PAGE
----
CALL FOR PAPERS

 

To celebrate the 300th anniversary of the publication of Defoe’s Robinson Crusoe, the 70th anniversary of Orwell’s Nineteen Eighty-Four and the 50th anniversary of Le Guin’s The Left Hand of Darkness, the ALIMENTOPIA Team invites fellow researchers to participate in More Meals to Come, an International Conference on Utopian/Dystopian Foodways. We are especially interested in multidisciplinary approaches bridging utopian studies and food studies within fields such as Literature, Linguistics, Culture, History, Nutrition, Psychology, Anthropology, and the Arts.

Read more: MORE MEALS TO COME

Deadline: 15 March 2019

 

History Faculty, University of Oxford, 5-6 July 2019

Following the success of the July 2018 colloquium, we are announcing a conference “Fan Cultures and the Premodern World” to be held at Oxford on 5 and 6 July 2019. We welcome proposals on various aspects of premodern (ancient, medieval, early modern) culture which can be better understood through the lens of the modern phenomena of fanfic, cosplay, celebrity studies, LARP, gaming etc.

Read more: Fan Cultures and the Premodern World

Deadline: June 1, 2019

 

The academic journal Messages, Sages and Ages (http://www.msa.usv.ro/), based at the English Department, University of Suceava, Romania, invites contributions for an issue on “science fiction as reality-check”; the theme issue is guest edited by Roberto Paura (University of Perugia, Italy).

As speculative fiction, science fiction (SF) in literature and film has proved able to lay bare the contradictions of modernity’s techno-utopian projects far ahead of its time, prompting readers to reflect on the relationship between humankind and technological civilization. Over seventy years ago, in his robot stories Isaac Asimov anticipated today’s debate on the relationship between automation and technological unemployment. In the Cold War years, post-apocalyptic fiction played a decisive role in making exceedingly clear the dangers of nuclear war as well as in stimulating reflection on its likely long-term consequences. In the 1960s and 70s, the emphasis on the issues of overpopulation and the ecological bomb influenced the rise of the ecological movement. In the 80s, the cyberpunk scene foreshadowed the pervasive social impact of cyberspace on our lives, examining the emergence of large corporations based on the power of big data. Today, at the core of SF lie 1) climate change (i.e. ‘climate fiction’ – Kim Stanley Robinson), 2) the boundary between reality and simulation (i.e. Matrix and Westworld), 3) the pitfalls of the digital age (i.e. The Circle, Black Mirror), 4) the trade-off between opportunity and risk in the context of genetic engineering (i.e. Jeff VanderMeer, Annalee Newtiz or Paolo Bacigalupi) and 5) the rise of post-human species (i.e. Charles Stross, Greg Egan or Altered Carbon).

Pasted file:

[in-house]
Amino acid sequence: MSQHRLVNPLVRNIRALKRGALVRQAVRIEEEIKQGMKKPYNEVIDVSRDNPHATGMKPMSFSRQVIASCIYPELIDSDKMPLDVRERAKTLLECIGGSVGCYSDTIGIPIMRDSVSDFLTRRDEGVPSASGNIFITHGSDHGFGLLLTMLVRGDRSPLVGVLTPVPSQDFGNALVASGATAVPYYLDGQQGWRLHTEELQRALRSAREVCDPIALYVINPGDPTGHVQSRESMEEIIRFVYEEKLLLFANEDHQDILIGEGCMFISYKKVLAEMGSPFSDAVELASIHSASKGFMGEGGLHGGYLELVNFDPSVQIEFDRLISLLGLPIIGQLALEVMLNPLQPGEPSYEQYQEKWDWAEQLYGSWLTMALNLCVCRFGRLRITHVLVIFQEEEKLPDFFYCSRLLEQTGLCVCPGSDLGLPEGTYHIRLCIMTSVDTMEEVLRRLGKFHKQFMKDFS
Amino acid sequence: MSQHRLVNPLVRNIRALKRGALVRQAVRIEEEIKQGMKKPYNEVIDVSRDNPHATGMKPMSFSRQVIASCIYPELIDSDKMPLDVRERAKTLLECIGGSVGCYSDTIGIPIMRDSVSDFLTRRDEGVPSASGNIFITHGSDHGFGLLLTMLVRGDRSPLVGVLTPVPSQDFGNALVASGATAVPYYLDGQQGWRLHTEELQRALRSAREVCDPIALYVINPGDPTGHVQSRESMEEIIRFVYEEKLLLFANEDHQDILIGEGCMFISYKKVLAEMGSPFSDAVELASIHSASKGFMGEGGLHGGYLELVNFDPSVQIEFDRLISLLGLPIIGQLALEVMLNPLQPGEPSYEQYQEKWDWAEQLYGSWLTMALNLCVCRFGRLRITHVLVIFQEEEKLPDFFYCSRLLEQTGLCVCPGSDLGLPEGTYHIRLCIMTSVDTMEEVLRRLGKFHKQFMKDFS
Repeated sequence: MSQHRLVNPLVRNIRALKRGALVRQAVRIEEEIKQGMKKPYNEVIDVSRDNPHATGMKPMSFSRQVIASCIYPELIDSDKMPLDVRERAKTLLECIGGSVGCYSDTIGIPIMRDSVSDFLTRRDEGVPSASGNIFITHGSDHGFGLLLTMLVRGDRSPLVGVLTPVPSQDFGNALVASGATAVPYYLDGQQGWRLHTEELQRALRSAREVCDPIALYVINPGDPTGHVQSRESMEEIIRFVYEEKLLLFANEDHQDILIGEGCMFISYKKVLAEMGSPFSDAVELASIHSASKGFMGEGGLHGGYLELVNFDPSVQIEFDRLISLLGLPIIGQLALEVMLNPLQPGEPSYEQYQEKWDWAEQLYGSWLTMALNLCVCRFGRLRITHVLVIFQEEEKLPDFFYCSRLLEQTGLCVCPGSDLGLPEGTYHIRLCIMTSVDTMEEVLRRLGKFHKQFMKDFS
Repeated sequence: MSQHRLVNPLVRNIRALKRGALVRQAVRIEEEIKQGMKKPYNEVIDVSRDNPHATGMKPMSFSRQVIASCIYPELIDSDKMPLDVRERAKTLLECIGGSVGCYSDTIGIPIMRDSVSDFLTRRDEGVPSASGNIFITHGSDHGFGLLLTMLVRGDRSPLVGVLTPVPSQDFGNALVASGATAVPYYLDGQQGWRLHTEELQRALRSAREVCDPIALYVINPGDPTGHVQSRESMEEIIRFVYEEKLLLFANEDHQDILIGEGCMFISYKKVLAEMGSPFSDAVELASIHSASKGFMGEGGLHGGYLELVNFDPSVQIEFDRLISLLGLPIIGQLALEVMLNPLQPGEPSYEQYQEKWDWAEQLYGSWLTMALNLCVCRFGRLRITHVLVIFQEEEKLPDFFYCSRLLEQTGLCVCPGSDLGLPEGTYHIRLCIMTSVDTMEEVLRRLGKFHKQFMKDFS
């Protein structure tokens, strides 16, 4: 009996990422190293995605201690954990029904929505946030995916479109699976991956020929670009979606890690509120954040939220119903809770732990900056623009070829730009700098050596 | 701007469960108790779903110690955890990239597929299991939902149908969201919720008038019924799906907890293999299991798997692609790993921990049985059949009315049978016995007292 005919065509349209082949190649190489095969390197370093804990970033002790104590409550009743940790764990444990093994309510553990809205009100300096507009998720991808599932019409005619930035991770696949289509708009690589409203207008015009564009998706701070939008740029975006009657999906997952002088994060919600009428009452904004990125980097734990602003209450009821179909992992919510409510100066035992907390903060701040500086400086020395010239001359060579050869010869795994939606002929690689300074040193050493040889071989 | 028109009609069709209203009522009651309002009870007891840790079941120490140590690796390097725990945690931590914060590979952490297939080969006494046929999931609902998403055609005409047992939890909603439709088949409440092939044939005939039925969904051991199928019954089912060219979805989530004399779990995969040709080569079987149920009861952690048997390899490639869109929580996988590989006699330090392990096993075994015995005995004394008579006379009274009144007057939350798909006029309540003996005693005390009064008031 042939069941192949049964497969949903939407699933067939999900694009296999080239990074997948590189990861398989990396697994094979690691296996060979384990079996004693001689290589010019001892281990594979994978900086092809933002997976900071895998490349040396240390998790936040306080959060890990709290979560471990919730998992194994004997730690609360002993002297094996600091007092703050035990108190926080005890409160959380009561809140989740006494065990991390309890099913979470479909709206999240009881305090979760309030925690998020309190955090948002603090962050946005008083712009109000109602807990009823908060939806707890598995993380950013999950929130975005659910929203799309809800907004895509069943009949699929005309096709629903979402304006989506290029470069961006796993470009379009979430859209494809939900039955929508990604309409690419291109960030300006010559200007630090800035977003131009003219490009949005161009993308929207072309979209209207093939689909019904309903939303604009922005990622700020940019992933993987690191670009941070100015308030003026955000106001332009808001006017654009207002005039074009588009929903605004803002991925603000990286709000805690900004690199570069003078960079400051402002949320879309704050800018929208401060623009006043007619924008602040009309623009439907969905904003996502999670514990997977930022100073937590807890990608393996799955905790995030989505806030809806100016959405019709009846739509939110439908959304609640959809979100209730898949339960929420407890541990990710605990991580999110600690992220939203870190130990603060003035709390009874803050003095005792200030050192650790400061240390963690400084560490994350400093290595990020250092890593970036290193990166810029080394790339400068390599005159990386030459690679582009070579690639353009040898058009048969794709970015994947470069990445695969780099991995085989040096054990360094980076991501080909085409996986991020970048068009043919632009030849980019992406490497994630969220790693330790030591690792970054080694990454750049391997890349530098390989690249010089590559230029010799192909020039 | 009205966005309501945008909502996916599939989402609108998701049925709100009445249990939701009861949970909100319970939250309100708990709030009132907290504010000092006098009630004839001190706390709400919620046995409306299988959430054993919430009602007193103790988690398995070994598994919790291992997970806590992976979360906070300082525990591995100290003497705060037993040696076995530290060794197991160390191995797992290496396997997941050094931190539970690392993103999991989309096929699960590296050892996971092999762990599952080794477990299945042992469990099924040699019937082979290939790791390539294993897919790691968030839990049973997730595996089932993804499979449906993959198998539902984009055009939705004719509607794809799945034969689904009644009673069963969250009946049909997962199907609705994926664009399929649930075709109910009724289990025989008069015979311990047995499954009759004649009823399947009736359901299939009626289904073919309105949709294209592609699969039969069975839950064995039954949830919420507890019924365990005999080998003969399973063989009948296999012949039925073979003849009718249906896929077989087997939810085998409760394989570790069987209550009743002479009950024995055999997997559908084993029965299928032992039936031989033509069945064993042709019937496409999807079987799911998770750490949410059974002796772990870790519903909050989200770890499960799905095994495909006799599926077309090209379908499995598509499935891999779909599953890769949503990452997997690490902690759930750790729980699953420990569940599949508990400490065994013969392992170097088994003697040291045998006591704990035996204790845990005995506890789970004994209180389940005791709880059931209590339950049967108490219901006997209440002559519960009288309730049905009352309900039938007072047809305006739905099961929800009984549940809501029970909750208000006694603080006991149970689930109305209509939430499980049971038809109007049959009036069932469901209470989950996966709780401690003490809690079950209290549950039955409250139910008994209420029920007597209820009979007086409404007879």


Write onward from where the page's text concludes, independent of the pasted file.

Read more: Reading Reality through Science Fiction

Deadline: 21 March 2019

 

 

The Sussex Centre for Folklore, Fairy Tales and Fantasy seeks articles and book reviews relating to creative, literary and historical approaches to folklore, fairy tales, fantasy, gothic, science fiction and magic realism for publication in Gramarye, its peer-reviewed journal published by the University of Chichester.

Read more: Articles and reviews on folklore, fairy tales and the fantastic

Deadline: April 1, 2019

 

Folk Horror in the 21st Century, is a two-day conference to be hosted by Falmouth University (UK) on Thursday September 5 and Friday September 6, 2019. The conference organizers Ruth Heholt (Falmouth University, UK) and Dawn Keetley (Lehigh University, USA) invite proposals on all aspects of folk horror, in all periods, across all regions and in all mediums, exploring the meanings and manifestations of the folk horror renaissance in the 21st century.

Keynote and plenary speakers: Tanya Krzywinska (Falmouth University), Catherine Spooner (Lancaster University) and Bernice Murphy (Trinity College Dublin).

Read more: Folk Horror in the 21st Century